Nurse Researcher Career Overview
January 25, 2022 , Updated on July 8, 2022 · 6 Min Read
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Nurse researcher jobs offer an excellent option for nurses who enjoy analyzing information and making new discoveries. Nurse researchers add to nursing professional knowledge and bring about better healthcare outcomes.
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What Does a Nurse Researcher Do?
Nurse researcher jobs involve designing and carrying out research studies, either through new data that they create or from existing research. The following is a list of nurse researcher responsibilities:
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Where Do Nurse Researchers Work?
Nurse researchers work in academic medical centers, government agencies, and other healthcare providers.
Academic Medical Centers
Nurse researchers in academic medical centers conduct research, publish results, and teach undergraduate or graduate students.
In government agencies, these professionals perform research, share findings, and publish results internally or externally.
Nurse researchers working in publishing select articles for publication, review methodology and validity, and edit articles in collaboration with authors.
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Why Should I Become a Nurse Researcher?
Research nurse jobs add to professional knowledge and help nurses to do their jobs with evidence-based research, improving healthcare outcomes. Nursing research doesn't include the same physical demands as clinical nursing and offers more predictable schedules. However, nurse research jobs typically do not pay as much as clinical nursing roles.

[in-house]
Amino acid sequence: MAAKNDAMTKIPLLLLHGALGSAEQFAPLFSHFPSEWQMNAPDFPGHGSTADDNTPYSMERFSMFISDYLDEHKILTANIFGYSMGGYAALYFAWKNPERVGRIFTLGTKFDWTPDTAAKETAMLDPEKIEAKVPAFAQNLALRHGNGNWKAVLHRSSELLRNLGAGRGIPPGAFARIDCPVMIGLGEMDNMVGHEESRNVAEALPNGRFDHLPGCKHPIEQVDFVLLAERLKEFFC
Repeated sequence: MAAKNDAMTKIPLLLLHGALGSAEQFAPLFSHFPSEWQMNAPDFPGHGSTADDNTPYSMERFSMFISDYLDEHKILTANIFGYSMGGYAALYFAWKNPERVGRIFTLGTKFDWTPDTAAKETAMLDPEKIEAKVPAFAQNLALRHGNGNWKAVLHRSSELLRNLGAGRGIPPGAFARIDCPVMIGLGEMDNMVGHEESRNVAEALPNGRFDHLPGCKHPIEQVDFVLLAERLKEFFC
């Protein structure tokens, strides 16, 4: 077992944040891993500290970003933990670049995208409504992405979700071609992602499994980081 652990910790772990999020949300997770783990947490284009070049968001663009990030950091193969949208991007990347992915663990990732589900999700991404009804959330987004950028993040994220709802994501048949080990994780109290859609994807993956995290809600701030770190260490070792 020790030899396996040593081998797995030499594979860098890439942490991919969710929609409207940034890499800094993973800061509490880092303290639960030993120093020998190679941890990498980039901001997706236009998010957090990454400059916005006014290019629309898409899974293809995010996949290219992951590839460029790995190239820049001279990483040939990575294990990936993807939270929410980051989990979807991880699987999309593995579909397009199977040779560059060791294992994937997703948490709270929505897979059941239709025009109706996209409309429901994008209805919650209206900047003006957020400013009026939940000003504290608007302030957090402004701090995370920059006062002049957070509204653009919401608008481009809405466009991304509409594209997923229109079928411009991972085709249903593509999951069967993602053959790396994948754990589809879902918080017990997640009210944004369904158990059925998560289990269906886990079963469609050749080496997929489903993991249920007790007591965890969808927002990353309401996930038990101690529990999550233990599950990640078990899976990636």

Advantages To Becoming a Nurse Researcher
Contribute to professional knowledge
Important findings can change how nurses work and improve healthcare
Less physically demanding and more predictable schedules than clinical care
Disadvantages To Becoming a Nurse Researcher
"Publish-or-perish" culture in academia
Some may find work less fulfilling by not directly interacting with patients
Requires time and financial investment in a master's or doctorate
Salaries are typically lower than clinical nurse practitioner salaries
How To Become a Nurse Researcher
Becoming a nurse researcher requires developing skills in research methodology, informatics, statistics, and nursing itself.
Graduate with a bachelor of science in nursing (BSN) or an associate degree in nursing (ADN).
Pass the NCLEX-RN exam to receive registered nurse (RN) licensure.
Earn an MSN, DNP, or Ph.D.
Apply for certification.
How Much Do Nurse Researchers Make?
The annual median research nurse salary is $81,500. Generally, nurse researchers with doctoral degrees earn more than those with master's-level education. Some research nurse professionals in academia qualify for tenure. In general, clinical research associates earn a median salary of $66,930, while certified clinical research professionals earn an average salary of $72,430. However, because of the RN credential, nurse researchers with these certifications generally earn above the average or median for those positions.